On Monday 24th April, the Melbourne Section of the AES held our regular bi-monthly meeting.
It was a return to an in-person event at Collarts Wellington St (Collingwood) campus, that was also live-streamed on YouTube.
We welcomed about a dozen members and guests in the Collarts Critical Listening Room and another 7 who watched the live stream to the end.
Audio Engineer and Educator/Musician Scott Stickland presented on the topic of:
Collaborative Online Audio Mixing in the Box:
Presenting a case for the DAW Collaboration Framework
Chairman Graeme Huon introduced Scott with a brief description Scott’s work on the DAW Collaboration Framework (DCF).
Scott started by acknowledging and describing the chronology of earlier online audio collaboration technology, starting with ResRocketSurfer (1996)/Rocket Network (1999), JACK/JACKTrip, Source-Connect, Steinberg’s VST Connect Pro and VST Transit/Transit Join/Transit Go, Splice Studio, and then the push for direct streaming into the DaaAW with products like Soundwhale, Sessionwire, ConnectionOpen and Listento and the growth in web-based DAW collaboration platforms, where he commented that web audio is not at the stage of development where they can be used for professional applications.
Scott then updated us on the career of Martin Koszolko, who had presented to us on a similar topic in April 2021 (https://aesmelbourne.org.au/april2021mtg/), noting that he was now at the University of Newcastle, managing the International Collaborative Music Contest.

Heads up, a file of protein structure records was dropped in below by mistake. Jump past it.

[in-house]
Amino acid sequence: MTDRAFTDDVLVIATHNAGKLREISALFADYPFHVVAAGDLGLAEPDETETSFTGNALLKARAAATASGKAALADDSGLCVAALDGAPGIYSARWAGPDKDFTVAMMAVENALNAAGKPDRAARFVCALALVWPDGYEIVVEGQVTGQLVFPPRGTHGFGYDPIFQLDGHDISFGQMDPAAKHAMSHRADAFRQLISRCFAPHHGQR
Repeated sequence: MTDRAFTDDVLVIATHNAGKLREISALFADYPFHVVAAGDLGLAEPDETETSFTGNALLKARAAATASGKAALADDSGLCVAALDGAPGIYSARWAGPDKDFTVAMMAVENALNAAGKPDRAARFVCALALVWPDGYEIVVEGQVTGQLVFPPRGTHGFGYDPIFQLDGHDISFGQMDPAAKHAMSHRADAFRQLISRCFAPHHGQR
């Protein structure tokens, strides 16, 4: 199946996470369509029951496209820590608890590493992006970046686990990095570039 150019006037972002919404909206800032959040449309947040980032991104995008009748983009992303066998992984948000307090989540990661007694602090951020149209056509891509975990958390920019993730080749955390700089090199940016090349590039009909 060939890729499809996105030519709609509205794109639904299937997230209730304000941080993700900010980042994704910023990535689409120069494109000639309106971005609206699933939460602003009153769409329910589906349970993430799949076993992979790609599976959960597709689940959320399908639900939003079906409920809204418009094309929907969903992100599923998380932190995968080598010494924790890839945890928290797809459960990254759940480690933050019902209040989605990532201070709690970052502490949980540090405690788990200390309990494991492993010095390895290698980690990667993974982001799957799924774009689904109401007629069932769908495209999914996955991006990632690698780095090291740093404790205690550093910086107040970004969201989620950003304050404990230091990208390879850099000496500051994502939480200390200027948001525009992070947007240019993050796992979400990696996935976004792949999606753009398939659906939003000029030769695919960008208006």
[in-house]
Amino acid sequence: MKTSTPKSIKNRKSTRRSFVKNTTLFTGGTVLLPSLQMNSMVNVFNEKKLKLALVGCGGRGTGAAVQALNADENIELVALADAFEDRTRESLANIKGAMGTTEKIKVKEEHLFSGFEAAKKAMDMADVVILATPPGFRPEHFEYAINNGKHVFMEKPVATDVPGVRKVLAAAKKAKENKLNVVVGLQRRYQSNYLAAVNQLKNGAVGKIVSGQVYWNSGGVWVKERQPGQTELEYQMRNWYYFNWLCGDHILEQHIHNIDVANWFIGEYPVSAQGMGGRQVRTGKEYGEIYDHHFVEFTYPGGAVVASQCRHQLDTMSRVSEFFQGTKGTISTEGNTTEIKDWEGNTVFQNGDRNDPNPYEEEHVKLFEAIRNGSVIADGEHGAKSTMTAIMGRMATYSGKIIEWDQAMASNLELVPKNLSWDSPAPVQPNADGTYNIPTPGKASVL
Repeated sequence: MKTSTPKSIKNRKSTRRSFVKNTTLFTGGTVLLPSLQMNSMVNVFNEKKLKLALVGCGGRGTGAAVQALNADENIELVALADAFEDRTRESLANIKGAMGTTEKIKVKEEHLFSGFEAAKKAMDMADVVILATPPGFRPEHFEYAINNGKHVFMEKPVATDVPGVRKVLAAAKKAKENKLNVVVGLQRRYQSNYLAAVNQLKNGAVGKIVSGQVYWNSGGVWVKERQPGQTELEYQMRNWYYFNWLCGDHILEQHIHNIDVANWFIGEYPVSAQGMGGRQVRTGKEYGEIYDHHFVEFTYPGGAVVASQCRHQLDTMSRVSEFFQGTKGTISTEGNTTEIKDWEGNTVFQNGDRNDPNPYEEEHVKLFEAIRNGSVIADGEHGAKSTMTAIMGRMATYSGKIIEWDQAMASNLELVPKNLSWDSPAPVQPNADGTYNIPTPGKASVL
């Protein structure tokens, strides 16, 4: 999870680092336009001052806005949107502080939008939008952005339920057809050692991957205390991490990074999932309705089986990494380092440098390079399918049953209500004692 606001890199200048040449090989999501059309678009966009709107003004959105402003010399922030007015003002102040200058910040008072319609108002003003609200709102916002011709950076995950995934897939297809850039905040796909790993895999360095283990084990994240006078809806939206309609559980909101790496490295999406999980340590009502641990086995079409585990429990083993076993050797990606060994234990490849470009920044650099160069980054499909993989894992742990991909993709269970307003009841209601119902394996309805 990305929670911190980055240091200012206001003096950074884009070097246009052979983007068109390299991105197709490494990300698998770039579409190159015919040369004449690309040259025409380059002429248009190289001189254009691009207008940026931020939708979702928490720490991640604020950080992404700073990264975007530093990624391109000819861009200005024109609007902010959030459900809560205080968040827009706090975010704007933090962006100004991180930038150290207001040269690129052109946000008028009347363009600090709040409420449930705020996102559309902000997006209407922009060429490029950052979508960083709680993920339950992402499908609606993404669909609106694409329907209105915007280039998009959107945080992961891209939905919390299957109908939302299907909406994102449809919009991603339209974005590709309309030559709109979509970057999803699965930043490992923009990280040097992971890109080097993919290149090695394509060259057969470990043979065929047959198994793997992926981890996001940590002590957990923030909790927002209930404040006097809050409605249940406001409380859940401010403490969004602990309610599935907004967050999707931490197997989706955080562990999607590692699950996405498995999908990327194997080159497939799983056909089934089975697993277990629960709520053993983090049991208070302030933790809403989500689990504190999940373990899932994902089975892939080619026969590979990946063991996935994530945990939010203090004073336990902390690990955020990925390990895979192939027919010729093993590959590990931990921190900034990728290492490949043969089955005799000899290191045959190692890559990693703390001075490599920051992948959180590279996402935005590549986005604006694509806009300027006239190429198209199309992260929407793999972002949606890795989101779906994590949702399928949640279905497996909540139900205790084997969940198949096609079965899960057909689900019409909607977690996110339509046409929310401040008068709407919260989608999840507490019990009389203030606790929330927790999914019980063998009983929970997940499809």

Scott moved on to describe his PhD project, outlining the characteristics needed for a true professional-level collaborative audio mixing, displaying a Venn diagram demonstrating that none of the previously referenced solutions fulfilled all those needs for a true real-time online collaborative mixing for professional-grade audio.
He described researching various options like Open Sound Control (OSC), Touch OSC/TouchDAW, and Video Conferencing platforms like Cisco WebEx, but none met the needs. Moving on to distributing the data online, he described how reliable multicasting really needed IPV6, which was currently not widely available for local domestic internet users. Scott told us that the solution he settled on was WebRTC, which can provide all the components for reliable videoconferencing on a Chromium-based browser.
Scott then described how he was able to come up with a solution that permitted synchronous multiparty collaborative in-the-box mixing with up to 30 participants using a standard domestic 50Mbps NBN internet connection.
Scott explained how individual Cubase DAW sessions on the participants’ computers were controlled and synchronised using virtual MIDI ports via an external utility interfacing to the DAW’s “Generic Remote” implementation, which permitted mapping features to the virtual interface. He commented that currently, virtually all DAW manufacturers have some form of user-defined MIDI controller implementation that could be used for this application. Scott explained that the MIDI mapping data is distributed to each participant as an XML file to be imported into their DAW to ensure consistent operation of the DAWs across the network.